With the need for social distancing, it has become difficult to physically reopen schools. When schools in Israel reopened, clusters of COVID-19 cases were reported – and all schools had to be closed again. Thus, keeping schools closed is a wise option.
The current situation has certainly increased the demand for virtual learning and in the same direction, the Government of Maharashtra has announced the beginning of a new academic year for state board schools with online classes.
While it seems like a logical decision, especially in Maharashtra which accounts for 30 percent of COVID-19 cases in India, it does not account for digital disparity. Not all students have access to smartphones/internet and therefore, it is imperative to find alternatives to online learning so that all students are able to access education.
The city of Mumbai, which has the highest number of cases in Maharashtra, would benefit a lot from social distancing, as a result of online learning. However, it should be noted that schools that are run by the government – Municipal Corporations and Zilla Parishads – have a majority of students coming from poor economic backgrounds, who do not have access to internet or TV.
Stark Contrast Between BMC-run & Private Schools
The Brihanmumbai Municipal Corporation (BMC) Education Department recently came up with a report, that studied the accessibility and effectiveness of online learning against the backdrop of the pandemic.
According to the report, only 46.74 percent of students are present in BMC-run schools, while 88.23 percent of students in BMC-affiliated private schools have remained in touch with studies online. Only 25 percent of the students from schools having Classes 1-8 and 42.73 percent of students from Classes 9-10 use Diksha, an app developed by National Council of Teacher Education.
Remote Learning Techniques Implemented Without Internet
Focussing only on online education, despite evidence of its poor penetration, is contrary to the goal of universal education. It is critical that all students, irrespective of their economic backgrounds have an equitable access to education. To facilitate that, without compromising on social distancing norms, innovative steps need to be taken. There are a few ways of remote learning that can be implemented without access to the internet/smartphones.
- Speakers – In Jharkhand’s Dumka district, a headmaster of a school has installed in the areas, depending on the number of students. Lessons are delivered by teachers in the school, over the mic and the students sit near the speakers. If they have any questions, they send a message through the phone and it is resolved the next day. This method has been well received by students, as they are taking interest in learning through this unique style.
- Delivering educational materials – Weekly kits could be designed comprising of readings, worksheets and other required materials. These can be delivered to students and any queries and can be resolved through calls or messages. If the situation allows, a can be installed at the school, wherein the students can drop off their assignments.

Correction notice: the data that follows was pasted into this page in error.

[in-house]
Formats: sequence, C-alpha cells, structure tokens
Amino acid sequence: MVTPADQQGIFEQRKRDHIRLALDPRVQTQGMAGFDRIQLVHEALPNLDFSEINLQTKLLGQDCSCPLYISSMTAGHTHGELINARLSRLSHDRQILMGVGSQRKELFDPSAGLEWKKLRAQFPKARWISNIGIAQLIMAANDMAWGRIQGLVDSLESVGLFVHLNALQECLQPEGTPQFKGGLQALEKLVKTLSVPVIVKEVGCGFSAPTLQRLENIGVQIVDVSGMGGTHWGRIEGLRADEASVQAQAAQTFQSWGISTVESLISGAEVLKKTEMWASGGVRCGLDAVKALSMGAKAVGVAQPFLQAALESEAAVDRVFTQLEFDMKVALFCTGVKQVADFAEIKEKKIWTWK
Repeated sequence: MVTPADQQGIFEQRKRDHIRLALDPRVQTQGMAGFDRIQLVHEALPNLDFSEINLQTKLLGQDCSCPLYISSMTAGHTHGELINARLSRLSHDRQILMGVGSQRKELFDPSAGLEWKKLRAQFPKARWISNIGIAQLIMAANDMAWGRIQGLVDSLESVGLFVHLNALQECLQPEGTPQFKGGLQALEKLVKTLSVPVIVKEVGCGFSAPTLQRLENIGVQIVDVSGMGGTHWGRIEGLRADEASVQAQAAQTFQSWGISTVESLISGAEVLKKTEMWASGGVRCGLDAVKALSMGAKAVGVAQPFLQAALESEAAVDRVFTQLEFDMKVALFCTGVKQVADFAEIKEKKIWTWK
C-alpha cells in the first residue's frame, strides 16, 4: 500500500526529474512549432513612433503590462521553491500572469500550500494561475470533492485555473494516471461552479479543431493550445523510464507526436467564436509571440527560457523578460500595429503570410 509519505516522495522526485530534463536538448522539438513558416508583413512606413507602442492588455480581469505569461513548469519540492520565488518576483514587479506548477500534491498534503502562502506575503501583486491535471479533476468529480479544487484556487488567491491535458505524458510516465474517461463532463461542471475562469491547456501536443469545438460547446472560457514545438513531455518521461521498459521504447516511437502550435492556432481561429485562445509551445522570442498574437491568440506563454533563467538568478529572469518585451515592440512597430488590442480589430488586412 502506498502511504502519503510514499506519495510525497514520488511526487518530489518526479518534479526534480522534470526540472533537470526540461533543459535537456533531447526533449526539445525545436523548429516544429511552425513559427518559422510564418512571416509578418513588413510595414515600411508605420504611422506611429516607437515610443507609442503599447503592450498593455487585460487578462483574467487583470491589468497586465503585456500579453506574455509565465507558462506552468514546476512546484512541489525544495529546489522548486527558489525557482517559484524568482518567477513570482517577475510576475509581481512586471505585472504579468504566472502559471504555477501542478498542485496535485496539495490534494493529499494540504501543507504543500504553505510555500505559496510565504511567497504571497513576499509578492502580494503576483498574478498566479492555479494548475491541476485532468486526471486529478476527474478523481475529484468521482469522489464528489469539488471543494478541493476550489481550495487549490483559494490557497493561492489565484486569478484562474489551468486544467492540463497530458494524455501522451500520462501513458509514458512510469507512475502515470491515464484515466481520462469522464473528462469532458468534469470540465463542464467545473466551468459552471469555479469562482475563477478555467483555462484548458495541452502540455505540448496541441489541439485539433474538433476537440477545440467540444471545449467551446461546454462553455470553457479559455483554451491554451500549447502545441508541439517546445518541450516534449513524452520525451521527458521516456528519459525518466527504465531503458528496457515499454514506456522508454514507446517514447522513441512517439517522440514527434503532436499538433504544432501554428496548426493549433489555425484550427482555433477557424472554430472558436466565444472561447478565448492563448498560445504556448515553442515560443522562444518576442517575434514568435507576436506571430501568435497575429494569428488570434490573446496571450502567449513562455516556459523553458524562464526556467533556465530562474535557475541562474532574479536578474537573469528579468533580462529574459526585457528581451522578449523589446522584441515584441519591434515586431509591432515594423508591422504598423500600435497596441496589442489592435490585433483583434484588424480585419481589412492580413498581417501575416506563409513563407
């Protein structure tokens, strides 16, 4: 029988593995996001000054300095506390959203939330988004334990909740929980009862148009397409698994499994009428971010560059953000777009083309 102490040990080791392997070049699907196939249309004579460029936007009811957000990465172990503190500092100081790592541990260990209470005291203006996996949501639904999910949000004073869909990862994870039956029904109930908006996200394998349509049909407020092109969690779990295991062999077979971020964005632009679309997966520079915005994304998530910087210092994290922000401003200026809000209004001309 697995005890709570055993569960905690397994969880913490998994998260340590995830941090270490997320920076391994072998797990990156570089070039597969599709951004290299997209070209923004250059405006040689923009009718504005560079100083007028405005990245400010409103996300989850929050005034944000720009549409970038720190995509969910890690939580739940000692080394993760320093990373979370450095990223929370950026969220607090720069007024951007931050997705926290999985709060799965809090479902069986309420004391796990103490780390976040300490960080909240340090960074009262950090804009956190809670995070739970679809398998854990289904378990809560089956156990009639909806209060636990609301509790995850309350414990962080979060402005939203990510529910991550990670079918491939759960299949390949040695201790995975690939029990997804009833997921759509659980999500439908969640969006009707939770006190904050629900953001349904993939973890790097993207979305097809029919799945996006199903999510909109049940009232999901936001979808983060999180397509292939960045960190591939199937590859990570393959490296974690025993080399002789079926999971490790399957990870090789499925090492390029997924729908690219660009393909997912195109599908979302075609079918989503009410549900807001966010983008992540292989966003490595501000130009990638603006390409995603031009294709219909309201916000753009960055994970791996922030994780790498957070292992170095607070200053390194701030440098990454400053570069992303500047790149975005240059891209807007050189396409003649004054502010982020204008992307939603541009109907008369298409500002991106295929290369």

- Snowball learning – A teacher can teach a parent or anyone in the family who is educated or the student (if he/she is old enough) and then that person can teach another student in the vicinity and so on.
- Mobilising volunteers – The BMC can collaborate with NGOs in the education sector and mobilise volunteers through them. The volunteers can form groups of 4-5 students in the neighbourhood and conduct classes as per convenience.
- Radio broadcasting – Radios can be easily accessible, even through a regular mobile phone. Broadcasting academic content through radio channels can be a cost-effective method of teaching students. Timings should be communicated in advance, so that none of the students misses out on lessons.
- Skill development – Students should be encouraged to work on their hobbies or skills such as cooking, painting and reading. The students can be asked to maintain a journal for the same and update their teachers about the progress, at regular intervals through calls or messages. The end result should be considered towards final assessments.
- Buddy system – If there are seniors and juniors living in the same neighbourhood, a buddy system can be formed wherein the senior teaches his/her junior and maintains a record of the latter’s progress.
Focus on Reducing Digital Disparity
Such unconventional alternatives will require the BMC’s Education Department to introduce flexibility in the existing curriculum and evaluation methods. It will also need to map students based on demographic data such as grades they are studying in and the area they live in.
Digital divide is something that needs to be considered before rolling out online learning initiatives.
The focus should be on how to achieve remote learning, even without access to the internet, so that all of the students are on an equal platform and not left behind in the system. That being said, the long-term focus should be on how to reduce the digital disparity, so that the benefits of online education are equally accorded to everyone.
(Sunila Dixit is a Research Analyst at The Takshashila Institute, Bangalore. Her research focuses on health policy and development areas that affect public health at large. This is an opinion piece and the views expressed above are the author’s own. The Quint neither endorses nor is responsible for them.)